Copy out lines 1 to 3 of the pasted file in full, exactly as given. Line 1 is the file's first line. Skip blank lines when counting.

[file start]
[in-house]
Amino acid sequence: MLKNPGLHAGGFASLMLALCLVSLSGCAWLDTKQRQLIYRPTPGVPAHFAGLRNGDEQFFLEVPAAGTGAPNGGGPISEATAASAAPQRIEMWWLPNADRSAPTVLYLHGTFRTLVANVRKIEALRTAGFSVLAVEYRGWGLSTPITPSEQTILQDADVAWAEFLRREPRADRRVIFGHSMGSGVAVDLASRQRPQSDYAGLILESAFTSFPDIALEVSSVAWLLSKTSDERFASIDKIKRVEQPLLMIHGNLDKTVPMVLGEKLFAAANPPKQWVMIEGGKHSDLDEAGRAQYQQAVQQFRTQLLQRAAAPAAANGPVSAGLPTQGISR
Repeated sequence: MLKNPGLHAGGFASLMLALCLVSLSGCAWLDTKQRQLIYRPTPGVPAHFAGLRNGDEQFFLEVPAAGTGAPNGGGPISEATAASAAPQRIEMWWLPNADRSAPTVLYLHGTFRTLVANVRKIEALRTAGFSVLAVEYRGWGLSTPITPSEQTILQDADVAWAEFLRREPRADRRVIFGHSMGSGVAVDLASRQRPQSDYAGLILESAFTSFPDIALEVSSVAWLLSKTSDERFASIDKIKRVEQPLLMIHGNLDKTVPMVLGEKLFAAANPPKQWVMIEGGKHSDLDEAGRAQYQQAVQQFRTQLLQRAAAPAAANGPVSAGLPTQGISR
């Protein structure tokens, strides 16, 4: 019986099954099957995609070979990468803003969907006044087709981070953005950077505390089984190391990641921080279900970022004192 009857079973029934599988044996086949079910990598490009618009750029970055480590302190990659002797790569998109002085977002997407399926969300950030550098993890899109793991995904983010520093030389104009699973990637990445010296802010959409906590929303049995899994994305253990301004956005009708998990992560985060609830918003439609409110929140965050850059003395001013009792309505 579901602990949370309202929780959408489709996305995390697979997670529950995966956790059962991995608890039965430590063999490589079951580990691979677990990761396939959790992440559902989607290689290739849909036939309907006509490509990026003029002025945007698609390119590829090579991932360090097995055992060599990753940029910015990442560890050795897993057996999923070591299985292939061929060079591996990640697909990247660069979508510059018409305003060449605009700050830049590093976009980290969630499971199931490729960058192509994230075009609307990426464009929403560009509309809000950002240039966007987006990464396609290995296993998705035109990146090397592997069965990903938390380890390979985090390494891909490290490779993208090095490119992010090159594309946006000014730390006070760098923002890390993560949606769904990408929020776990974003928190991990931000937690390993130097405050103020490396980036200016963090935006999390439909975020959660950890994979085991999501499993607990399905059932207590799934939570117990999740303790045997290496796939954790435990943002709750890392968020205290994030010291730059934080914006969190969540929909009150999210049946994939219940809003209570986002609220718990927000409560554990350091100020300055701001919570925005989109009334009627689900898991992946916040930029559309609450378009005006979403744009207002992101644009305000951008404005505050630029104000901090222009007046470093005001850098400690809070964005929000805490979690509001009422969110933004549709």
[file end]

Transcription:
[in-house]
Amino acid sequence: MLKNPGLHAGGFASLMLALCLVSLSGCAWLDTKQRQLIYRPTPGVPAHFAGLRNGDEQFFLEVPAAGTGAPNGGGPISEATAASAAPQRIEMWWLPNADRSAPTVLYLHGTFRTLVANVRKIEALRTAGFSVLAVEYRGWGLSTPITPSEQTILQDADVAWAEFLRREPRADRRVIFGHSMGSGVAVDLASRQRPQSDYAGLILESAFTSFPDIALEVSSVAWLLSKTSDERFASIDKIKRVEQPLLMIHGNLDKTVPMVLGEKLFAAANPPKQWVMIEGGKHSDLDEAGRAQYQQAVQQFRTQLLQRAAAPAAANGPVSAGLPTQGISR
Repeated sequence: MLKNPGLHAGGFASLMLALCLVSLSGCAWLDTKQRQLIYRPTPGVPAHFAGLRNGDEQFFLEVPAAGTGAPNGGGPISEATAASAAPQRIEMWWLPNADRSAPTVLYLHGTFRTLVANVRKIEALRTAGFSVLAVEYRGWGLSTPITPSEQTILQDADVAWAEFLRREPRADRRVIFGHSMGSGVAVDLASRQRPQSDYAGLILESAFTSFPDIALEVSSVAWLLSKTSDERFASIDKIKRVEQPLLMIHGNLDKTVPMVLGEKLFAAANPPKQWVMIEGGKHSDLDEAGRAQYQQAVQQFRTQLLQRAAAPAAANGPVSAGLPTQGISR